Though we may know we’re loved, we may not always feel that love from the people we care about. For caregivers, whose daily interactions with loved ones may include stress and tension, this can be especially true.
Dr. Gary Chapman’s famous 5 Love Languages focuses on five different ways people enjoy giving and receiving love. Though these love languages were initially created to guide married couples, they’ve since grown in popular discussion and are often applied to platonic and familial contexts - and even in a caregiving context. The benefit of understanding these different “languages” is being able to both receive and demonstrate love in a way that truly resonates and makes us (and our loved ones) feel deeply cherished and valued.
Acts of Service
Acts of service don’t have to be grand gestures. Something as simple as helping out with practical tasks and errands can be counted as an act of service for a loved one. Things like:
- dropping off/picking up prescriptions
- driving someone to/from doctor’s appointments
- bringing a meal to someone so they don’t have to worry about dinner
are examples of acts of service that remove the burden and stress from someone with this love language, who you care about.
Words of Affirmation
For many people, actions don’t always speak louder than words. In fact, compliments and positive affirmations can be the most effective way to show someone they are loved. For people with this love language, telling them:
- they’re doing a great job helping to take care of loved ones
- they’ve made the right decisions for their loved one’s care
- they sacrifices they’ve made are greatly appreciated
are all positive statements that affirm them, and encourage them along their caregiving journey.
Time is precious, and for many people, sharing it is the greatest expression of love. Some examples of this love language include:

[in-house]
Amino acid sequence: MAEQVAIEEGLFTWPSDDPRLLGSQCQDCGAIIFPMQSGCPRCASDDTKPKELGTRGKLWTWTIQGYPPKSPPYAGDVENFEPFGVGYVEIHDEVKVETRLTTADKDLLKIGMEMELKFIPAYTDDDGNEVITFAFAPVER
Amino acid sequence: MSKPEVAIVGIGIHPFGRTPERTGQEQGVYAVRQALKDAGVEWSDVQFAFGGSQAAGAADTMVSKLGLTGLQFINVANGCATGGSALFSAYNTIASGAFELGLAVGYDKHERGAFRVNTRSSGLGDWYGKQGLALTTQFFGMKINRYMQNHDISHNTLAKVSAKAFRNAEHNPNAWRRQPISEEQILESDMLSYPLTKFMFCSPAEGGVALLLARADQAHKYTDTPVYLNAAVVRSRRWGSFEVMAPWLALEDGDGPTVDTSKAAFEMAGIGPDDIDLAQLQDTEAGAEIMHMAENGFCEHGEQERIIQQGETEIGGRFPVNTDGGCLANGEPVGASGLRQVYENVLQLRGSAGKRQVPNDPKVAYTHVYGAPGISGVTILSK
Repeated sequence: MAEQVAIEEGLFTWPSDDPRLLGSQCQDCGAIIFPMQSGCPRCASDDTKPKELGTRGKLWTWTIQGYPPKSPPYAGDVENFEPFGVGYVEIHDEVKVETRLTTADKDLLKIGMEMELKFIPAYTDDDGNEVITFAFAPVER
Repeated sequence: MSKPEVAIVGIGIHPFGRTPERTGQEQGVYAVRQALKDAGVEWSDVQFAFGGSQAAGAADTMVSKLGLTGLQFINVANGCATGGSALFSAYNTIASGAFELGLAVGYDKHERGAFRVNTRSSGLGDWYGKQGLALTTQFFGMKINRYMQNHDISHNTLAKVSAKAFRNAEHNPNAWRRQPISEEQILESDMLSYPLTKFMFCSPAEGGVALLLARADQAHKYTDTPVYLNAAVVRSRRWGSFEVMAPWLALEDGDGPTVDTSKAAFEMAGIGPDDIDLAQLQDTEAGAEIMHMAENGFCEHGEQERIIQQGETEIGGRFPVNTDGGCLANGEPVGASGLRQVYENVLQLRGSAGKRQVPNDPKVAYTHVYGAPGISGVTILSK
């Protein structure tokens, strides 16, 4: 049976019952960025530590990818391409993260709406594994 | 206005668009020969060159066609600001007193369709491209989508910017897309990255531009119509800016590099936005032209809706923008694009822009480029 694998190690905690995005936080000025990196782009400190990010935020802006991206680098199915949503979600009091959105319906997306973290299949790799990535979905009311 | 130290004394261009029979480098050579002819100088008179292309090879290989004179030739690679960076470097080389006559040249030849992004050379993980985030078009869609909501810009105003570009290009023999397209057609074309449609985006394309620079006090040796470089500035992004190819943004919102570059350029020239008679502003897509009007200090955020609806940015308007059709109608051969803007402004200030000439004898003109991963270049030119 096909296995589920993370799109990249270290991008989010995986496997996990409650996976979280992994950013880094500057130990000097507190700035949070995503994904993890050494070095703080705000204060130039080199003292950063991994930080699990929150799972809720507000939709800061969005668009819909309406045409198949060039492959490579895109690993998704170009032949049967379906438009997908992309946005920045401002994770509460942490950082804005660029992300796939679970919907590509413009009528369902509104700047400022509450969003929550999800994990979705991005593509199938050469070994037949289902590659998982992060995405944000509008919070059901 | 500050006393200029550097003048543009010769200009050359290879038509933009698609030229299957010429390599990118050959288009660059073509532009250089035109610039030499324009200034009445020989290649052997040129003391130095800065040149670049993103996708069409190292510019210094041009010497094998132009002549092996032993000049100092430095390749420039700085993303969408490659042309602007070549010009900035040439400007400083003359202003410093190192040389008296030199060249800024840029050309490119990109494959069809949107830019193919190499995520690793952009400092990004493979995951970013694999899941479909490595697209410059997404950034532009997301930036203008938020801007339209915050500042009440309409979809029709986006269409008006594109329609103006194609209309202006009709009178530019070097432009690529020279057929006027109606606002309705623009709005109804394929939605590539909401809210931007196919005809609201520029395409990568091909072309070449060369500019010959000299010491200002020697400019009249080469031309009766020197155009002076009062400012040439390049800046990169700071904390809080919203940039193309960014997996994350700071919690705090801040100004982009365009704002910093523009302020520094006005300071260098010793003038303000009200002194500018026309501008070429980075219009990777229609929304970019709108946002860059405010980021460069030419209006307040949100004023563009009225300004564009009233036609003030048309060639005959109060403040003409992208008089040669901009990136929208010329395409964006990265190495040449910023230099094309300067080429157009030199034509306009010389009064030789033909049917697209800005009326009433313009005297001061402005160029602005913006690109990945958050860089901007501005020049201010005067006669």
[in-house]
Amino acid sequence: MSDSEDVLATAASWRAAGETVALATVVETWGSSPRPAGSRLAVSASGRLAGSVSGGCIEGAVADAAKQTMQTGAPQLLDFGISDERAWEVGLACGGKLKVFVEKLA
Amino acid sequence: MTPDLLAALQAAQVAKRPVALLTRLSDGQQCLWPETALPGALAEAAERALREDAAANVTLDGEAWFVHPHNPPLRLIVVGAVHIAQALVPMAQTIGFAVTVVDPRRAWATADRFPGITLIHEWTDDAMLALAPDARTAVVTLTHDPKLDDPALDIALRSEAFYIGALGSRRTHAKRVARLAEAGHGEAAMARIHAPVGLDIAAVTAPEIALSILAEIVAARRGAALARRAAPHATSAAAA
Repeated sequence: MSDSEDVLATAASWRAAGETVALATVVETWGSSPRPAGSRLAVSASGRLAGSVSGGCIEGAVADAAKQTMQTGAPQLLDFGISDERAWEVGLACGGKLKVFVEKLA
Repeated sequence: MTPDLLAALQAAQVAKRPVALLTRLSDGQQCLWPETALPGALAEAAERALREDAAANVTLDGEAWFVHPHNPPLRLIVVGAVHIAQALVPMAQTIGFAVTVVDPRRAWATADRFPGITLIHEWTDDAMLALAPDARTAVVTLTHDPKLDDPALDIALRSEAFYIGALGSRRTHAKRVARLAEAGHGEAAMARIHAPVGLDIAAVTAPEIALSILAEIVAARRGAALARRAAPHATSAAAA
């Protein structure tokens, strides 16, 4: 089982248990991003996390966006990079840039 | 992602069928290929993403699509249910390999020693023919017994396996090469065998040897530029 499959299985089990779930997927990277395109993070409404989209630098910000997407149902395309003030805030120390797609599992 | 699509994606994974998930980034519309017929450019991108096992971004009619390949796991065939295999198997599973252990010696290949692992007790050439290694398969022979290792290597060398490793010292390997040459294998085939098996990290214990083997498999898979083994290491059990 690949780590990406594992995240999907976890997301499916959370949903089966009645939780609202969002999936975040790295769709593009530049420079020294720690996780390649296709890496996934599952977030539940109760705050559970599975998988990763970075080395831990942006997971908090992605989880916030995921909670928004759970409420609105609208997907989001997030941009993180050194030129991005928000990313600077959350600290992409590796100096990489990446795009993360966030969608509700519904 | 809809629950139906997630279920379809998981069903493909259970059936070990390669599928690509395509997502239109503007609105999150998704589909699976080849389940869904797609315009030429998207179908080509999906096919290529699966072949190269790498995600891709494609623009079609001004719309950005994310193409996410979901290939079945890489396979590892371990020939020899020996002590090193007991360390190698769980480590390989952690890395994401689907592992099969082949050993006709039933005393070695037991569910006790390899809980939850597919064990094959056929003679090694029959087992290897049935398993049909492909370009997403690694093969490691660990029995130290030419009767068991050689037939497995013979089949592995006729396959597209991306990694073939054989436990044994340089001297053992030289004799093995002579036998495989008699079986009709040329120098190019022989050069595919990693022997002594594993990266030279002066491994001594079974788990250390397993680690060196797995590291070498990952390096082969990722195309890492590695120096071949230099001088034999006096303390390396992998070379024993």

- working around a busy schedule to spend time together
- giving someone complete attention, without distractions
Though simple, sharing meaningful moments of your time with someone you care about, can make them feel cherished and valued- no matter what you’re doing together.
Some of us aren’t exactly “touchy feely,” while others are. For those who are physically expressive, there are a number of ways to support their love language:
- Comforting someone who’s grieving with the squeeze of the hand
- Hugging someone as you greet them
- Patting someone on the back as you listen to them
These are just some examples of small physical gestures that can be deeply comforting to someone with this love language.
Contrary to common perception, receiving gifts isn’t always materialistic. For some people, receiving gifts makes them feel thought of. Some ways to show affection for those with this love language include:
- Bringing them something as a ‘pick-me-up’
- Gifting someone something practical that you know will be useful to them
These gifts don’t have to be expensive- it’s truly the thoughtfulness and effort behind the action that makes this a meaningful love language for certain individuals.
These are the five love languages applied to caregiving. See what things align with the caregiver in your life to find out the ways they prefer to be shown love. This can help play a part in ultimately strengthening the special familial or platonic bonds in your life.